An analysis of modern patent damages jurisprudence reveals a recent trend in the courts to reevaluate the methods and procedures that are used to determine the baseline reasonable royalty in patent infringement actions.

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Recognizing that “the purpose of compensatory [reasonable royalty] damages is not to punish the infringer, but to make the patentee whole,” the Federal Circuit began more actively scrutinizing and commenting on damages in 2009 with the Lucent decision, as well as the trial court in Cornell, where Judge Rader presided by designation. One specific trend relates to the discovery and admissibility of settlement licenses, which had historically been considered largely irrelevant to patent damages, but now are frequently being offered as evidence in connection with determining a reasonable royalty based on a hypothetical negotiation.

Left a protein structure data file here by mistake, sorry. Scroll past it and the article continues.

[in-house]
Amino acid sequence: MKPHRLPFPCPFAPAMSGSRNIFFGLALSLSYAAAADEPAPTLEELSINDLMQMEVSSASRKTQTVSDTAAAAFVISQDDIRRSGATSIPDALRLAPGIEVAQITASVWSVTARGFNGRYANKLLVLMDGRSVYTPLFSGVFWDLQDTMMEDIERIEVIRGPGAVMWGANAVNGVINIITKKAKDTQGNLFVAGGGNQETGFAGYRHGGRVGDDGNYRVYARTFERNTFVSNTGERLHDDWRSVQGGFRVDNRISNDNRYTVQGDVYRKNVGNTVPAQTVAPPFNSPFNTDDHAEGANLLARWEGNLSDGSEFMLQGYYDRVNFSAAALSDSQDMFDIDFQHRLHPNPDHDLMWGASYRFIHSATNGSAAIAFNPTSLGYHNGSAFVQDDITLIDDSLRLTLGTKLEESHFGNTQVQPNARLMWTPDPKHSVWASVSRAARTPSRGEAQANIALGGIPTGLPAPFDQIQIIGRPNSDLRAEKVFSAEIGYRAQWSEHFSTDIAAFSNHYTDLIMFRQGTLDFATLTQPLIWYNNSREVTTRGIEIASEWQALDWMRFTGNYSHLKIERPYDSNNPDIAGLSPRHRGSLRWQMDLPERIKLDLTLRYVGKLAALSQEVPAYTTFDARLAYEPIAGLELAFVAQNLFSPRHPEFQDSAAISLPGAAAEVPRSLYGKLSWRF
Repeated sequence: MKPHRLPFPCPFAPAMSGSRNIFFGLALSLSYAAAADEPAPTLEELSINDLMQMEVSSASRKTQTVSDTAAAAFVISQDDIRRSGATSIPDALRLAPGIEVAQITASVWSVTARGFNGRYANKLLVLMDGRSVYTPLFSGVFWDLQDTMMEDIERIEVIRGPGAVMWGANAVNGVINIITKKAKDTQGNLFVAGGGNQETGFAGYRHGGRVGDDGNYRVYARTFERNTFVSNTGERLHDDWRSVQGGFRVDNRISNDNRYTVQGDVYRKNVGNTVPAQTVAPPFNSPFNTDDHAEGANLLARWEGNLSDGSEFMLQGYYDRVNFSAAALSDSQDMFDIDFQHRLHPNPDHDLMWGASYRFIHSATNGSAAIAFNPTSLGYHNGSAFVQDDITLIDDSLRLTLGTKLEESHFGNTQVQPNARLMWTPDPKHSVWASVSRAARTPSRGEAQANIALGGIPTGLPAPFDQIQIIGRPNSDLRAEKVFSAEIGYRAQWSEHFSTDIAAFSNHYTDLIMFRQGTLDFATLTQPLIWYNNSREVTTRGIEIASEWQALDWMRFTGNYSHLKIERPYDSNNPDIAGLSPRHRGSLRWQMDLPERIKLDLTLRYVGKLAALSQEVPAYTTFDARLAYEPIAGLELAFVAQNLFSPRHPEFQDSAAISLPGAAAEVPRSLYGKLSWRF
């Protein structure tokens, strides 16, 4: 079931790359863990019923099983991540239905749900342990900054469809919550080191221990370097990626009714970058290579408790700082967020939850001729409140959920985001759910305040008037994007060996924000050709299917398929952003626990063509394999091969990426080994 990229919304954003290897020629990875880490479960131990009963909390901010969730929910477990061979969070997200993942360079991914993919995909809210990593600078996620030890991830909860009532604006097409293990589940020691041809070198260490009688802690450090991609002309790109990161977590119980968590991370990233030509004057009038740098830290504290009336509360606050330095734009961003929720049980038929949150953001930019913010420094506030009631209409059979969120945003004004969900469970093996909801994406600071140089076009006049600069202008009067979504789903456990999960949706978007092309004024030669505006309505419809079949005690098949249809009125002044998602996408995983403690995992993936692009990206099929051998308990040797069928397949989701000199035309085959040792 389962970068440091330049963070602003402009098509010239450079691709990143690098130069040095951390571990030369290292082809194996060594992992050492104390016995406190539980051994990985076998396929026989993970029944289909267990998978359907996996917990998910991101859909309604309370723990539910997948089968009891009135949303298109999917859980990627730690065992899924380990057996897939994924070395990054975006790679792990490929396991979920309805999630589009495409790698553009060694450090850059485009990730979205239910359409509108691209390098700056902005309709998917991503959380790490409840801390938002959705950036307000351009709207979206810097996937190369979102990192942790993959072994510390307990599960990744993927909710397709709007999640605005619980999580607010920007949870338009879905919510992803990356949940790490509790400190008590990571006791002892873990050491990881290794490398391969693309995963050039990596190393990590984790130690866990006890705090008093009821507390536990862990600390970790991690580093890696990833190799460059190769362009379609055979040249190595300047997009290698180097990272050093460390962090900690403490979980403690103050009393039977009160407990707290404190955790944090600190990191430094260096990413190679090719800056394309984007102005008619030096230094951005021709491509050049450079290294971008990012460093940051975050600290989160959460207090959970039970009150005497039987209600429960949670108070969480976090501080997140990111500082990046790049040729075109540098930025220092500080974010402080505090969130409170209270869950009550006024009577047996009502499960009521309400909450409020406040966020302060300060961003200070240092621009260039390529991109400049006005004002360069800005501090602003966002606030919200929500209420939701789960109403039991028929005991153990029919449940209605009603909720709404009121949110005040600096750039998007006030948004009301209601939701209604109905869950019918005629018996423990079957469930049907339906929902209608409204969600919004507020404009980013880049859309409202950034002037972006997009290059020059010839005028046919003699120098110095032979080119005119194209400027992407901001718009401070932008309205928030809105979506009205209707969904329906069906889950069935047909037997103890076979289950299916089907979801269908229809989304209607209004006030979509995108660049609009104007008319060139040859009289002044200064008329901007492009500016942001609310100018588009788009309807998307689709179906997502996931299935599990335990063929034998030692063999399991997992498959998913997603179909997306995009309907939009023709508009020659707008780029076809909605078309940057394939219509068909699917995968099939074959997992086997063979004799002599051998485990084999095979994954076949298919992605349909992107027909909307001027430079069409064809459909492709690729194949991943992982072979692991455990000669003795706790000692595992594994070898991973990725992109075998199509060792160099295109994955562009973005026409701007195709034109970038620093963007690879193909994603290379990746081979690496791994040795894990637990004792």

StoneTurn’s Alan Ratliff, in conjunction with Karen Weil of Knobbe Martens, Alan Albright of Bracewell Giuliani, and Chris Northcutt of Chevron prepared a paper for the 2012 IPO Annual Meeting, which provides an overview on the discoverability of settlement licenses and the admissibility of settlement licenses at trial.

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Alan Ratliff

Alan Ratliff

Alan Ratliff has more than 30 years of experience in client service and was StoneTurn’s first lateral partner, opening the firm’s Houston office in 2005. Alan serves as the firm’s […]

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